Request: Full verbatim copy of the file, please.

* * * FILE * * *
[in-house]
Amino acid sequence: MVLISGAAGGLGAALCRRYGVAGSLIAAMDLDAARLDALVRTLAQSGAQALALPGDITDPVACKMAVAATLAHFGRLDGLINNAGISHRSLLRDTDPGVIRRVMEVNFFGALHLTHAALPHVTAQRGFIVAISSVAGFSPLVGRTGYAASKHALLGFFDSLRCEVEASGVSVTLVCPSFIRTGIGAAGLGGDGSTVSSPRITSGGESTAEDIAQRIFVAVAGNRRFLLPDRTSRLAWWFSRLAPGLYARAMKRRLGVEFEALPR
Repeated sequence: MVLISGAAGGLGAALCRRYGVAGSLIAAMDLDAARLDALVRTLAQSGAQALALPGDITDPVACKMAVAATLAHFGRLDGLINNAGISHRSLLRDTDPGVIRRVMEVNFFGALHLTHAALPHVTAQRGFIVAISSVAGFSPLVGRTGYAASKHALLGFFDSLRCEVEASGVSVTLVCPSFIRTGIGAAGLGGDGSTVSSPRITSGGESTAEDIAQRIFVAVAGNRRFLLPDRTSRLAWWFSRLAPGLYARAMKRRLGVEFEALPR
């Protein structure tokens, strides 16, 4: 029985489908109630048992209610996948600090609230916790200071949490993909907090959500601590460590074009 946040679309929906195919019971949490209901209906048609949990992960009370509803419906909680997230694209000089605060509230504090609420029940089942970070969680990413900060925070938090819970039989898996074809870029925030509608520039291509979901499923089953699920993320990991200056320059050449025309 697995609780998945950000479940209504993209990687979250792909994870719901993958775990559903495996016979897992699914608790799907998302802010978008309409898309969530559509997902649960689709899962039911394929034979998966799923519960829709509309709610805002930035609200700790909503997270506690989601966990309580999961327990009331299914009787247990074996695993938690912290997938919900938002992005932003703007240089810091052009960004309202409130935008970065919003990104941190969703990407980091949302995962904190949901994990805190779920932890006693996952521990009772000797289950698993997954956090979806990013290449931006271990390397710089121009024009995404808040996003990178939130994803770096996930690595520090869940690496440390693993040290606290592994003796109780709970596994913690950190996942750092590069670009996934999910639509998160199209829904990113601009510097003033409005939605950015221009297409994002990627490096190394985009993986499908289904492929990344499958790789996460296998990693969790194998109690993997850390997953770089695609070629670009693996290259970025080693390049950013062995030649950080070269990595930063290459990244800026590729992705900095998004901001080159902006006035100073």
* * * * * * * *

[in-house]
Amino acid sequence: MVLISGAAGGLGAALCRRYGVAGSLIAAMDLDAARLDALVRTLAQSGAQALALPGDITDPVACKMAVAATLAHFGRLDGLINNAGISHRSLLRDTDPGVIRRVMEVNFFGALHLTHAALPHVTAQRGFIVAISSVAGFSPLVGRTGYAASKHALLGFFDSLRCEVEASGVSVTLVCPSFIRTGIGAAGLGGDGSTVSSPRITSGGESTAEDIAQRIFVAVAGNRRFLLPDRTSRLAWWFSRLAPGLYARAMKRRLGVEFEALPR
Repeated sequence: MVLISGAAGGLGAALCRRYGVAGSLIAAMDLDAARLDALVRTLAQSGAQALALPGDITDPVACKMAVAATLAHFGRLDGLINNAGISHRSLLRDTDPGVIRRVMEVNFFGALHLTHAALPHVTAQRGFIVAISSVAGFSPLVGRTGYAASKHALLGFFDSLRCEVEASGVSVTLVCPSFIRTGIGAAGLGGDGSTVSSPRITSGGESTAEDIAQRIFVAVAGNRRFLLPDRTSRLAWWFSRLAPGLYARAMKRRLGVEFEALPR
């Protein structure tokens, strides 16, 4: 029985489908109630048992209610996948600090609230916790200071949490993909907090959500601590460590074009 946040679309929906195919019971949490209901209906048609949990992960009370509803419906909680997230694209000089605060509230504090609420029940089942970070969680990413900060925070938090819970039989898996074809870029925030509608520039291509979901499923089953699920993320990991200056320059050449025309 697995609780998945950000479940209504993209990687979250792909994870719901993958775990559903495996016979897992699914608790799907998302802010978008309409898309969530559509997902649960689709899962039911394929034979998966799923519960829709509309709610805002930035609200700790909503997270506690989601966990309580999961327990009331299914009787247990074996695993938690912290997938919900938002992005932003703007240089810091052009960004309202409130935008970065919003990104941190969703990407980091949302995962904190949901994990805190779920932890006693996952521990009772000797289950698993997954956090979806990013290449931006271990390397710089121009024009995404808040996003990178939130994803770096996930690595520090869940690496440390693993040290606290592994003796109780709970596994913690950190996942750092590069670009996934999910639509998160199209829904990113601009510097003033409005939605950015221009297409994002990627490096190394985009993986499908289904492929990344499958790789996460296998990693969790194998109690993997850390997953770089695609070629670009693996290259970025080693390049950013062995030649950080070269990595930063290459990244800026590729992705900095998004901001080159902006006035100073």